Monday, August 25, 2008

It's No Mistake Why They're "The Best in the Desert"

As Jay has already mentioned in his blog, the vehicles that enter this race from the dirt bikes, to the quads, to the Pre-runners, all the way up to the Trophy Trucks are the real deal. Especially in the case of the Trophy Trucks, these vehicles are as purpose-built as they come. Although we will not be trying to directly mimic the construction and as a result, the performance of the Trophy Trucks in our first vehicle, it was great to see what the top notch, function over form, best in the game trucks incorporate for drivetrain, suspension, interior, chassis etc.

Despite this fact, the mission of our trip was accomplished since now that we've seen how these trucks are made first hand and spoke to the guys that design, build and race them. What I mean by this is that although our vehicle will have to take a different route in terms of construction due to other parameters we need to meet that the Trophy Trucks do not (FMVSS standards, mass production - think thousands, not millions, but not only one either, visibility, comfort, etc.), we can still use some of the properties incorporated into the construction of the trucks to manufacture a vehicle like no other on the market, and one that may not be able to demolish one of these trucks out in the desert, but run with the pack. And from what we saw this weekend, just running with the pack and being able to finish says a lot.

One excellent example of a feature that proves these vehicles leave nothing behind when it comes to being built for performance is a certain element of the chassis that is a minor detail, but one that allows big performance gains. It's also something that we could incorporate into our chassis for better performance, without limiting our goals of efficient production (both in cost and time). It's something I hadn't noticed in the pictures I had seen on the internet, but found it to be common on just about every truck that I saw on the tech inspection day.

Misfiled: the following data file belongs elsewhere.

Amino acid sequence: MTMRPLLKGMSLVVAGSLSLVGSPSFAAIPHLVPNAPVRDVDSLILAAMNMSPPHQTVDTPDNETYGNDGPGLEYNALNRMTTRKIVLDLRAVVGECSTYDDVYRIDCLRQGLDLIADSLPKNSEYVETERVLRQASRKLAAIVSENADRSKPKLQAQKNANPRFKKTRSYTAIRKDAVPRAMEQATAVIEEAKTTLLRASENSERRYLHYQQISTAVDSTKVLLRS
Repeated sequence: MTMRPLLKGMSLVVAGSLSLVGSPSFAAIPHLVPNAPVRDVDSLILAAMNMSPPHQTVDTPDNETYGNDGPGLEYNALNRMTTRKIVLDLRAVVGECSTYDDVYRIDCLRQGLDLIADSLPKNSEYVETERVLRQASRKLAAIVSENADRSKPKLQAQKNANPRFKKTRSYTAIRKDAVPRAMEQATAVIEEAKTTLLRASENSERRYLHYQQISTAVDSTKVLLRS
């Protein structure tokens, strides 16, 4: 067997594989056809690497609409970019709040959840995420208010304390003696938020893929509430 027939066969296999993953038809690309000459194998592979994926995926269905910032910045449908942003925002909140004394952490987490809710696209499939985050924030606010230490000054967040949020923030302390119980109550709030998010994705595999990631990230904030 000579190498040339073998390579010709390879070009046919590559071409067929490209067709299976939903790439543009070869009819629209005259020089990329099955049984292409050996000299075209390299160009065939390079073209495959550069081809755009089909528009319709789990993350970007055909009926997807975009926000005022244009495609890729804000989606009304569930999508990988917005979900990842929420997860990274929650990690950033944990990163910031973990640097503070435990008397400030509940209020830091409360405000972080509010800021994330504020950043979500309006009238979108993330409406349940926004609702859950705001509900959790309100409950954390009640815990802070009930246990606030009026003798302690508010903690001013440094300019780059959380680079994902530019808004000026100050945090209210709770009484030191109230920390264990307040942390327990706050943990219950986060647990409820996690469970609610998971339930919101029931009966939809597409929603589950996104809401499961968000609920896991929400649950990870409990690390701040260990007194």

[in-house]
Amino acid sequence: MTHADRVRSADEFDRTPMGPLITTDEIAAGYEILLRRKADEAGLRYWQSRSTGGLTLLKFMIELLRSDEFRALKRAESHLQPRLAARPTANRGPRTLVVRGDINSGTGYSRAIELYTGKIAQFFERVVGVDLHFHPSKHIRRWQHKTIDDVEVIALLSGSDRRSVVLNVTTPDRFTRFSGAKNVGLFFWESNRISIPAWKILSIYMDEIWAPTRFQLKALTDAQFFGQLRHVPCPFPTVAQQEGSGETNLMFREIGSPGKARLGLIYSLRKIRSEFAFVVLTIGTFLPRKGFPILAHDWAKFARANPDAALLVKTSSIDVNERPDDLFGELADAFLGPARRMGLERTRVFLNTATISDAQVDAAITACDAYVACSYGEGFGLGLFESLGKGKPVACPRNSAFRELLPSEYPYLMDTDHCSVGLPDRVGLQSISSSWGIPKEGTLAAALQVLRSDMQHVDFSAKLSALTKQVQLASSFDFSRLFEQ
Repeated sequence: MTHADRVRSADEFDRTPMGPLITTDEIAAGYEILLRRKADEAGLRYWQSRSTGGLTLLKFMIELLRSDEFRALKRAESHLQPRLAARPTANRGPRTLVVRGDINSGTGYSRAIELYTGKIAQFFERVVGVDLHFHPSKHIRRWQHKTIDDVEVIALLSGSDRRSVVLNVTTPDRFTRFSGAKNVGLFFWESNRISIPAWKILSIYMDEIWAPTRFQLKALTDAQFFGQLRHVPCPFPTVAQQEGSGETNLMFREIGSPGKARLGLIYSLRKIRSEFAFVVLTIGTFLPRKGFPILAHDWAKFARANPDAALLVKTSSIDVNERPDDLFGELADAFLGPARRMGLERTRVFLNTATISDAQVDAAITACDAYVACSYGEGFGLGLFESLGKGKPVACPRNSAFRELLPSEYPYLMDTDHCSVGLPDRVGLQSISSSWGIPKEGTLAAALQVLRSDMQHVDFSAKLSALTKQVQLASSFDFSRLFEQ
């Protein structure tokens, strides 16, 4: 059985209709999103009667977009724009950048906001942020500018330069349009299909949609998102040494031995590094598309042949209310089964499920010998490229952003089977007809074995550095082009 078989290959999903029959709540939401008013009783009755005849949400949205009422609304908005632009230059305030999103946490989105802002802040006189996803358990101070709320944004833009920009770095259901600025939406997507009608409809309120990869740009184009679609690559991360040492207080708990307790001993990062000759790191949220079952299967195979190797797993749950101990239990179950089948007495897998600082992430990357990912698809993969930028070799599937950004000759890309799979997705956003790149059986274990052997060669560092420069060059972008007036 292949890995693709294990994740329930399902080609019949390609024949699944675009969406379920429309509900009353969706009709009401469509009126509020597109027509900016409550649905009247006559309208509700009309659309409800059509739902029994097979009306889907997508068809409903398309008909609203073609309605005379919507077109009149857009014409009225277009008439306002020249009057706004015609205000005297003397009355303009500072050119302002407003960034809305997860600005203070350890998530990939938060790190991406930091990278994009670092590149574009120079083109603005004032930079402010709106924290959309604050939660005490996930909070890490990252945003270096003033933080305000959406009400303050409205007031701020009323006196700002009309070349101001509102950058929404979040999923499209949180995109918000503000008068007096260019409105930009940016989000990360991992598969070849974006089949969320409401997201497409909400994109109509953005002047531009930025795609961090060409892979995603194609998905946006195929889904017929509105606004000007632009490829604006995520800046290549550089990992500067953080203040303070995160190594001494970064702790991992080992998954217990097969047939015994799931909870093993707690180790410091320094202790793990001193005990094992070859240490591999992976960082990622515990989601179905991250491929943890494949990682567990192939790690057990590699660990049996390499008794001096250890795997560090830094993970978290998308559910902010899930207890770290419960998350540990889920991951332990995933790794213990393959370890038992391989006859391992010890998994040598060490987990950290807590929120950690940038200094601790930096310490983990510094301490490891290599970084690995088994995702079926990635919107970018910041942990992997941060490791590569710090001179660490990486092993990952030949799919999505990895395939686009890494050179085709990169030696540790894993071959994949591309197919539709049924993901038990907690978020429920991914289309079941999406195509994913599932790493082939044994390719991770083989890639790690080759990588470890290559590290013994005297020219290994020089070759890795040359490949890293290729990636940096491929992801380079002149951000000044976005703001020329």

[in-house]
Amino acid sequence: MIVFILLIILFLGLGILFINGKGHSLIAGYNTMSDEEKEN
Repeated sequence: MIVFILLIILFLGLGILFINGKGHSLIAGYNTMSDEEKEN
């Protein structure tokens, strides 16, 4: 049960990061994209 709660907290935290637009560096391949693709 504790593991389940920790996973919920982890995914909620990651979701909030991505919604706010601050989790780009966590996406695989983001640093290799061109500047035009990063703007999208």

You will notice in the photos below that around each bolt is a piece of round tube used as a gusset (center of the photo as pointed out by the arrow). In the case of the rod end mount, there is a tube welded to the gusset and then to the spindle for added bracing to handle the intense loads the suspension will see as the truck flies across the desert at an average of 70 mph (sometimes reaching over 120 mph) traversing some of the toughest terrain you can think of.




As for the control arm bolt in the second picture, the bracket that welds to the main portion of the chassis that the bolt goes through could be braced by a single piece of steel at the top or the bottom, but you can see that instead, a round piece is welded to the bracket, around the hole for the bolt, then it is gusseted by sheet steel (Lower end of photo, near center as pointed out by the arrow). This allows for an incredibly strong mount, and because the stock is a round piece, you can still get a socket onto the nut/bolt.




Again, in the critical areas, this is a subtle detail found on the best performing trucks in the world that could easily transfer to the LM vehicle to adapt as much of the performance of a Trophy Truck into the vehicle as possible, without hindering our other manufacturing goals to a fault.

1 comment:

mikeyhell said...

Great post Mike... Very informative!